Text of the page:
The most common type of planning application is one that seeks full or detailed planning permission. This leaves no issue for future consideration, and should contain all the information needed for the Local Planning Authority to reach its decision.
Local planning authority process to decide whether a proposed development requires planning permission.
'Development' is defined in the Planning Act as carrying out of building, engineering, mining or other operations in, on, or under land, or making any material change in the use of any buildings or other land. But it does not include changes to the inside of a building, or those which don't materially affect its external appearance (except in the case of a Listed Building).
Document providing detailed information to guide developers on the type of development , design and layout constraints and other requirements for a particular, usually substantial site.
This contains the policies and guidance which manage development in a Local Authority area.
Development Plan Documents (DPDs)
Under the new Planning System these documents form part of the Development Plan for the District, along with the Regional Spatial Strategy. These documents are subject to stringent public consultation and independent examination.
Notice served by a local planning authority requiring the discontinuance of the display of any advertisement, or the use of a site for the display of an advertisement, which has the benefit of deemed consent under the Control of Advertisements Regulations. Action to serve a discontinuance notice may only be taken if the planning authority is satisfied it is necessary to do so to remedy a substantial injury to the amenity of the locality or a danger to members of the public.
Procedures by a local planning authority to ensure that the terms and conditions of a planning decision are carried out, or that development carried out without planning permission is brought under control.
Notice requiring the discontinuance of an unauthorised use and/or the removal of buildings, including restoration of land, where development has been begun without permission or in breach of a condition.
A national body funded by the government to promote and give advice on building conservation matters.
The process of weighing all the policies in a development plan for their global, national and local implications.
Environmental Impact Assessment (EIA)
Proposers of certain scheduled developments are required to submit a planning application with an accompanying environmental statement, evaluating the likely environmental impacts of the development, together with an assessment of how the severity of the impacts could be reduced. Voluntary production of an Environmental Statement (ES) by the developer of a major project is often good practice.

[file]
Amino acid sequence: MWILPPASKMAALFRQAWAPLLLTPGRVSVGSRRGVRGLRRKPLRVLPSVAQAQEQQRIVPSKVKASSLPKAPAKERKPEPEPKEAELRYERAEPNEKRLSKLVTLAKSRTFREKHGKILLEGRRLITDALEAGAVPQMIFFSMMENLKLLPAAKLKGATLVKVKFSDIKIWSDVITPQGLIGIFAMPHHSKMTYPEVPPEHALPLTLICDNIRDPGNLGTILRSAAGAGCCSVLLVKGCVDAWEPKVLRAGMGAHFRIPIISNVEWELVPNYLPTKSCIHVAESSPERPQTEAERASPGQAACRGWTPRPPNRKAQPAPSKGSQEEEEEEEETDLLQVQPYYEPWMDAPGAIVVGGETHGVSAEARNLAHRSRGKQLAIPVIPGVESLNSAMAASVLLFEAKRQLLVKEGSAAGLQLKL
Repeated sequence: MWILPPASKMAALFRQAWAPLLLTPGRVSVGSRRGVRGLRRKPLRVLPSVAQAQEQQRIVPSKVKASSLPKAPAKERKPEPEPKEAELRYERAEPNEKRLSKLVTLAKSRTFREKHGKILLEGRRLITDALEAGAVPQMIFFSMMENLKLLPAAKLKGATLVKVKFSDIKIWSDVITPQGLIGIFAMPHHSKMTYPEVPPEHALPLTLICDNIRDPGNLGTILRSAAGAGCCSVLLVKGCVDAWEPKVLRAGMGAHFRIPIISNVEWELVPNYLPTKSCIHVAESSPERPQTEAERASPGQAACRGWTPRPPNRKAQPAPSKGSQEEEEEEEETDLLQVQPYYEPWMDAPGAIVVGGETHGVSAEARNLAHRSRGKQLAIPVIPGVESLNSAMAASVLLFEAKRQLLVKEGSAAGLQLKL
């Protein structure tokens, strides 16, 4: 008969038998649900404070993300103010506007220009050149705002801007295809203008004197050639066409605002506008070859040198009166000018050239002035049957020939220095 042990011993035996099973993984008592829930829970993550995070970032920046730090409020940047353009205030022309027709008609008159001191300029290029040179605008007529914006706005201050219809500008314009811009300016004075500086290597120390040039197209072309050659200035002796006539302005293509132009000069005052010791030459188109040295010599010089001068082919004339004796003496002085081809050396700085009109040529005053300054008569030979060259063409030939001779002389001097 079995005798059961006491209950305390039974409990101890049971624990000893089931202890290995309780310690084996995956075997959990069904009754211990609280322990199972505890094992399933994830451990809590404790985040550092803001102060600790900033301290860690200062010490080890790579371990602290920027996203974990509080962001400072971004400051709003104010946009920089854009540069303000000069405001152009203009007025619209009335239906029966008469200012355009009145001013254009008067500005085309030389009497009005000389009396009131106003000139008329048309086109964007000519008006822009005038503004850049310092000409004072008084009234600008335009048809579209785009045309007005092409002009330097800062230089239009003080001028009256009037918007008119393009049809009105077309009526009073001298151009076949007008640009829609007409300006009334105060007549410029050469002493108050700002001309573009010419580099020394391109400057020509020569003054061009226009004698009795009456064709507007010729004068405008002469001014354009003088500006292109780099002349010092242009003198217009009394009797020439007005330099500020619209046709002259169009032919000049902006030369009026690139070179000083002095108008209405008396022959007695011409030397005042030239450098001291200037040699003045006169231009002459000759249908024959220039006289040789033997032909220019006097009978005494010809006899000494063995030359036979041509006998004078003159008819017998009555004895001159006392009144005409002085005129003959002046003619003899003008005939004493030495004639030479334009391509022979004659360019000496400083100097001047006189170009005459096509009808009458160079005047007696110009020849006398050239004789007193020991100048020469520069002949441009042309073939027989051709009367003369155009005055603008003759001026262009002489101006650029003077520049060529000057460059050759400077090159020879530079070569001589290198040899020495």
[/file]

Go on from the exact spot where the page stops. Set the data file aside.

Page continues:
A use against which enforcement proceedings cannot be taken, normally because of the length of time the use has been in operation
This is needed to display an advertisement, which does not benefit from deemed consent under the Town and Country Planning (Control of Advertisements Regulations).
General Permitted Development Order (GPDO) - the Town and Country Planning (General Permitted Development) Order grants rights (known as permitted development rights) to carry out certain limited forms of development without the need to make an application for planning permission. See also 'Permitted Development (PD)'.
Land which has not previously been developed. Greenfield land may also include land which was previously developed, but where the remains of any structure or activity have blended into the landscape in the process of time. All agricultural buildings and land are also classified as being Greenfield sites.
National government produces guidance for Local Planning Authorities, which can be accessed via The National Planning Portal.
All living rooms and bedrooms, but not kitchens, bathrooms, WCs or circulation space, are normally regarded as habitable for the purposes of density calculations.
An appeal hearing is less formal than an inquiry. An inspector meets with representatives from the council, the applicant and other interested parties and the issues discussed.
Permanent resources serving society's needs, including roads, sewers, schools, hospitals, railways, communication networks etc.
Planning Inspectors deal with all planning appeals in England and Wales. Each appeal is allocated to a case officer who will administer the appeal and whom you can contact.
Lawful Development Certificate (LDC)
A procedure by which existing or proposed uses and other forms of development can be certified as lawful for planning purposes. An application has to be made to the Local Planning Authority and there is a right of appeal against their decision.
A building or other structure of special architectural or historic interest included on a statutory list and assigned a grade (l, ll* or ll). If a building is 'listed' it means that it has special protection under the Planning Act and you will need permission for any works, which wouldn't otherwise need it.
Listed Building Consent
A permission required for the internal or external alteration or demolition of a listed building.
Local Development Documents (LDD)